A newly declassified order (via Courthouse News) reveals that the Federal Intelligence Surveillance Court affirmed the government's authority to collect phone records, rejecting a challenge to the government from Verizon related to its mass surveillance of Americans' call data.
While the order does not mention Verizon by name, The Washington Post has confirmed that the petition challenging the National Security Agency's demand for call records was filed by Verizon.
Verizon filed its petition in January 2014 as a direct result of U.S. District Judge Richard Leon's December ruling that the NSA program likely violated the Fourth Amendment.
At the time of that ruling, Judge Leon noted: "I cannot imagine a more 'indiscriminate' and 'arbitrary invasion' than this systematic and high-tech collection and retention of personal data on virtually every citizen for purposes of querying and analyzing it without prior judicial approval."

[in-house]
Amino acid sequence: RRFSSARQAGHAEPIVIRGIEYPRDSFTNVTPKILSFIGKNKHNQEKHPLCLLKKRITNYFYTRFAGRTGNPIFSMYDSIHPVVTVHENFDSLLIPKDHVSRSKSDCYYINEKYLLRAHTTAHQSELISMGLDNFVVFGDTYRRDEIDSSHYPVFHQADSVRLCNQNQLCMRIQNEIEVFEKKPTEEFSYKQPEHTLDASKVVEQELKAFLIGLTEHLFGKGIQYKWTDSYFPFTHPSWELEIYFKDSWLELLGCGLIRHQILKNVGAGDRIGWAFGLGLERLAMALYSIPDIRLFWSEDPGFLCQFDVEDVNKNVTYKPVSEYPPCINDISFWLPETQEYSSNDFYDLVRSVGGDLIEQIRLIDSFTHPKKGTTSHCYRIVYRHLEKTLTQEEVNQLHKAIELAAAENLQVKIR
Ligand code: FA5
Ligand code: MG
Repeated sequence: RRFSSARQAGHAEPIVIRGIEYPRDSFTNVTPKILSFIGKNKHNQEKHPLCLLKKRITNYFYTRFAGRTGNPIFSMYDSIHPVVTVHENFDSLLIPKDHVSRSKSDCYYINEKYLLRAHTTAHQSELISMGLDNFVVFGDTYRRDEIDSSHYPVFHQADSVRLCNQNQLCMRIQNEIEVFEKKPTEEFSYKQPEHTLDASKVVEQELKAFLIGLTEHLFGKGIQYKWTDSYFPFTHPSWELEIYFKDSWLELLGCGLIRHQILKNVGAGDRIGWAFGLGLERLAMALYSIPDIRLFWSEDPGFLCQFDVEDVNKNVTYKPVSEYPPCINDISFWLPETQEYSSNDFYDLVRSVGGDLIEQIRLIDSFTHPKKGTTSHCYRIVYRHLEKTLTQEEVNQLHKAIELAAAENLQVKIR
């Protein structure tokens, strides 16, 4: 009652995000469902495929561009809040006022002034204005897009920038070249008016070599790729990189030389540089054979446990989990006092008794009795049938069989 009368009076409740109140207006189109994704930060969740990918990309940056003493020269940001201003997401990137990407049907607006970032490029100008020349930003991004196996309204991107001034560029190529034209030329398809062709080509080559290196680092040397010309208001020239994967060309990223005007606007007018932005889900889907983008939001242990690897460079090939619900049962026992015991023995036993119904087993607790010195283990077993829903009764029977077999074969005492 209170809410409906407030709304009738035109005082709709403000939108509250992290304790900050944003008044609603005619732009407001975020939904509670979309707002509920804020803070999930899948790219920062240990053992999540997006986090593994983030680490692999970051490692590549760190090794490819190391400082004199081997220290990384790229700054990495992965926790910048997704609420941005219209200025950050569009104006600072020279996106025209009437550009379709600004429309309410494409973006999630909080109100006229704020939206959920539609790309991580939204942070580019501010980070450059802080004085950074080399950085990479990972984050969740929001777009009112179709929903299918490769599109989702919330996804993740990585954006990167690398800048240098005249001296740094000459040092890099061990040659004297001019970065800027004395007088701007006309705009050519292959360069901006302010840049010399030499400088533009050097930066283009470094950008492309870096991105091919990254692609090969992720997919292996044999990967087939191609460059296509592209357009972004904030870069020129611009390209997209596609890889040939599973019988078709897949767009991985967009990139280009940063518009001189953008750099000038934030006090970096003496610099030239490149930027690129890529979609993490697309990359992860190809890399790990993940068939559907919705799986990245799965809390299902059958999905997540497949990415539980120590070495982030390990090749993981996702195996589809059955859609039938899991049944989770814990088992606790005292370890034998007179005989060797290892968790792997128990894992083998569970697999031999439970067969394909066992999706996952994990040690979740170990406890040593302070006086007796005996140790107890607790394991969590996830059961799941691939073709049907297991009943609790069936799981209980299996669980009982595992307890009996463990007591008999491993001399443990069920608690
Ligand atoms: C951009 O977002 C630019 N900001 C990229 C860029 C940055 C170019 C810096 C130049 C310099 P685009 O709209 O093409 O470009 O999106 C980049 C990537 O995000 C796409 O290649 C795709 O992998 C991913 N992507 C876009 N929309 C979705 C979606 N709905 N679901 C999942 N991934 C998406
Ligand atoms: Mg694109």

But FISC Judge Rosemary Collyer called Leon's legal analysis "unpersuasive."
"The information [redacted] produces to NSA as part of the telephony metadata program is indistinguishable in nature from the information at issue in Smith and its progeny," Collyer wrote. "It includes dialed and incoming telephone numbers and other numbers pertaining to the placing or routing of calls, as well as the date, time, and duration of calls. It does not include the 'contents' of any communications."
"Judge Leon focused largely on what happens (and what could happen) to the telephony metadata after it has been acquired by the NSA – e.g., how long the metadata could be retained and how the government could analyze it using sophisticated technology," Collyer wrote. "Smith and the Supreme Court's other decisions applying the third-party disclosure principle make clear that this focus is misplaced."
Source: Courthouse News